Big Awesome

Party On

Written by: PP on 09/02/2016 22:00:09

I wonder if Big Awesome got their name from a session where they recorded the first demo, realized it sounded like a hybrid between Tigers Jaw and The Menzingers, and someone shouted after the song, "That was AWESOME". A silly theory, I admit, but given how closely their debut album "Party On" follows the example set by those bands, it's entirely plausible that's exactly how it could've happened. And the parallels don't stop there. Much like early Menzingers records, there is a sense of potential waiting to be unleashed to its full punk-fueled alternative rock glory underneath a rocky, unpolished surface that results from a small budget production.

Opener "What Grows Up Must Get Down" showcases the very dynamics that made The Menzingers one of the bands to watch on 2010's "Chamberlain Waits". It's a nostalgia-driven song driven forward by emotionally charged, raw croons that are destined for much bigger venues given the huge sing-along potential and rollicking, upbeat rhythm of the song. This is the kind of stuff that "On The Impossible Past" was made of from start to finish. "Hooper" plays with similar quiet/loud dynamics with shouted out verses and calmer instrumental sections as said band, almost to the extent that it's dangerously close to sounding like a rougher clone of the original band. Fortunately, the band make it clear already on "Wolf" that's far from the case. Here, any fan of Tigers Jaw's self-titled debut will find themselves right at home, given the indie-flavored guitars and mood-setting delivery. There's an emotional overload in the vocal department, and the guitars ring with sadness and melancholy in just the right manner to merge revivalist emo together with a more 2010s punk-based soundscape. Same goes for "Pay Attention", one of the highlights of the record in that category.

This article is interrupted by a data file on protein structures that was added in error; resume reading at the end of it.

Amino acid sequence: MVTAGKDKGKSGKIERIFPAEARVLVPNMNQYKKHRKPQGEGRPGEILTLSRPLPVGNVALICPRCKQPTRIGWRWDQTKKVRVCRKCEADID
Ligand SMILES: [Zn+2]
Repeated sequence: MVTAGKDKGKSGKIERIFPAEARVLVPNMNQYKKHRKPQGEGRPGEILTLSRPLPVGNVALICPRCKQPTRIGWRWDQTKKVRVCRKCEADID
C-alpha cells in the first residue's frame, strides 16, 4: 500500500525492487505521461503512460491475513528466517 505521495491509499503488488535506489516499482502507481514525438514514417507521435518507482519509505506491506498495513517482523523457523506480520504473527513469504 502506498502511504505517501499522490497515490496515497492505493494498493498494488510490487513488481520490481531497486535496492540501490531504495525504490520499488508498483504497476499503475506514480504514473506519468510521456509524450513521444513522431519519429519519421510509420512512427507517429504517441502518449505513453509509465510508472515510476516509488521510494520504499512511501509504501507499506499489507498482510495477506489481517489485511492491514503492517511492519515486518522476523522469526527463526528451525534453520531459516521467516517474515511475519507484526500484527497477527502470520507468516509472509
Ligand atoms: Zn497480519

The rest of the record continues in an even split between these two styles. Either we're in the anthemic, raw pop punk style of The Menzingers that's ultimately designed to work on larger stages than basements, or at the intimate emo and touching soundscapes of Tigers Jaw, with the exception of the vocals being slightly less intensely emotional. The guitars, although nearly identical to the latter band at times, are what makes it worth a listen considering how well they setup a mellow soundscape against the passionately crooned vocals. What's clear is that "Party On" isn't a classic, but the songwriting gives indication of a much larger, yet unused potential. Perhaps one day we'll look at this record like "Chamberlain Waits" and think back of it as an essential in a band's catalogue that has taken the scene by a storm on their sophomore album.

Download: Wolf, What Grows Up Must Get Down, Hooper, Pay Attention
For the fans of: Tigers Jaw, The Menzingers, Everyone Everywhere
Listen: Facebook

Release date 07.08.2015

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